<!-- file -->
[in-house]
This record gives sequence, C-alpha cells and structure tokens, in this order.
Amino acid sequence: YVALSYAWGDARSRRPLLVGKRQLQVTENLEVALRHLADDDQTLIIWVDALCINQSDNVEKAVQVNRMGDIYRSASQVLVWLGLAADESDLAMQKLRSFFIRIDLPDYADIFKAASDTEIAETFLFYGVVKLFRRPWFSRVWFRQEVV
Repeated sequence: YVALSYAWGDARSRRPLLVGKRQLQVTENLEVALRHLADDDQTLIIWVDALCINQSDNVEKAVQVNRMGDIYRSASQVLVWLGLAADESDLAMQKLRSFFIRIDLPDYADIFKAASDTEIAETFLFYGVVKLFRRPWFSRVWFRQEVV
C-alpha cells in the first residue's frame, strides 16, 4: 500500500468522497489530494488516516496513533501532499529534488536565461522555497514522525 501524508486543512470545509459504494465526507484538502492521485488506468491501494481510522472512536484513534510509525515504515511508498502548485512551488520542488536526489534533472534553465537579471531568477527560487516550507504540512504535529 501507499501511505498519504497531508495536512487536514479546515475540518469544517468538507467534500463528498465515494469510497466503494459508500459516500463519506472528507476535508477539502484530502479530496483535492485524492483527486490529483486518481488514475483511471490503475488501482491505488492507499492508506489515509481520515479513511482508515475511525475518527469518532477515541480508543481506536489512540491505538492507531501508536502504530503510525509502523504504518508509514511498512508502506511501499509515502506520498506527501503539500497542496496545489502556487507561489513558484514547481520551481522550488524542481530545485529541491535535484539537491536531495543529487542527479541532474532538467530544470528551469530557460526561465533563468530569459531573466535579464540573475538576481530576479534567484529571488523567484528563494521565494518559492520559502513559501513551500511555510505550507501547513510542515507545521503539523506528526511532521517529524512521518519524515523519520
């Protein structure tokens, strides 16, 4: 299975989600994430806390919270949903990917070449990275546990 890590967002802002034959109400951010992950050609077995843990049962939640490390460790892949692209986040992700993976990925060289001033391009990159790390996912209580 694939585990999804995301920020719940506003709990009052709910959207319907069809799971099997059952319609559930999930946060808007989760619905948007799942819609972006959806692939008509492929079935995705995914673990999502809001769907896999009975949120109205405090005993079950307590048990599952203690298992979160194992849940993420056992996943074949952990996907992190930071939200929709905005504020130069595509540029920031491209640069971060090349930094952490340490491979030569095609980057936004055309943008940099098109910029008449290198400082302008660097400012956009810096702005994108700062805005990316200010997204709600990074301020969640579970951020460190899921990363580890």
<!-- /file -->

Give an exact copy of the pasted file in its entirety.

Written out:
[in-house]
This record gives sequence, C-alpha cells and structure tokens, in this order.
Amino acid sequence: YVALSYAWGDARSRRPLLVGKRQLQVTENLEVALRHLADDDQTLIIWVDALCINQSDNVEKAVQVNRMGDIYRSASQVLVWLGLAADESDLAMQKLRSFFIRIDLPDYADIFKAASDTEIAETFLFYGVVKLFRRPWFSRVWFRQEVV
Repeated sequence: YVALSYAWGDARSRRPLLVGKRQLQVTENLEVALRHLADDDQTLIIWVDALCINQSDNVEKAVQVNRMGDIYRSASQVLVWLGLAADESDLAMQKLRSFFIRIDLPDYADIFKAASDTEIAETFLFYGVVKLFRRPWFSRVWFRQEVV
C-alpha cells in the first residue's frame, strides 16, 4: 500500500468522497489530494488516516496513533501532499529534488536565461522555497514522525 501524508486543512470545509459504494465526507484538502492521485488506468491501494481510522472512536484513534510509525515504515511508498502548485512551488520542488536526489534533472534553465537579471531568477527560487516550507504540512504535529 501507499501511505498519504497531508495536512487536514479546515475540518469544517468538507467534500463528498465515494469510497466503494459508500459516500463519506472528507476535508477539502484530502479530496483535492485524492483527486490529483486518481488514475483511471490503475488501482491505488492507499492508506489515509481520515479513511482508515475511525475518527469518532477515541480508543481506536489512540491505538492507531501508536502504530503510525509502523504504518508509514511498512508502506511501499509515502506520498506527501503539500497542496496545489502556487507561489513558484514547481520551481522550488524542481530545485529541491535535484539537491536531495543529487542527479541532474532538467530544470528551469530557460526561465533563468530569459531573466535579464540573475538576481530576479534567484529571488523567484528563494521565494518559492520559502513559501513551500511555510505550507501547513510542515507545521503539523506528526511532521517529524512521518519524515523519520
């Protein structure tokens, strides 16, 4: 299975989600994430806390919270949903990917070449990275546990 890590967002802002034959109400951010992950050609077995843990049962939640490390460790892949692209986040992700993976990925060289001033391009990159790390996912209580 694939585990999804995301920020719940506003709990009052709910959207319907069809799971099997059952319609559930999930946060808007989760619905948007799942819609972006959806692939008509492929079935995705995914673990999502809001769907896999009975949120109205405090005993079950307590048990599952203690298992979160194992849940993420056992996943074949952990996907992190930071939200929709905005504020130069595509540029920031491209640069971060090349930094952490340490491979030569095609980057936004055309943008940099098109910029008449290198400082302008660097400012956009810096702005994108700062805005990316200010997204709600990074301020969640579970951020460190899921990363580890």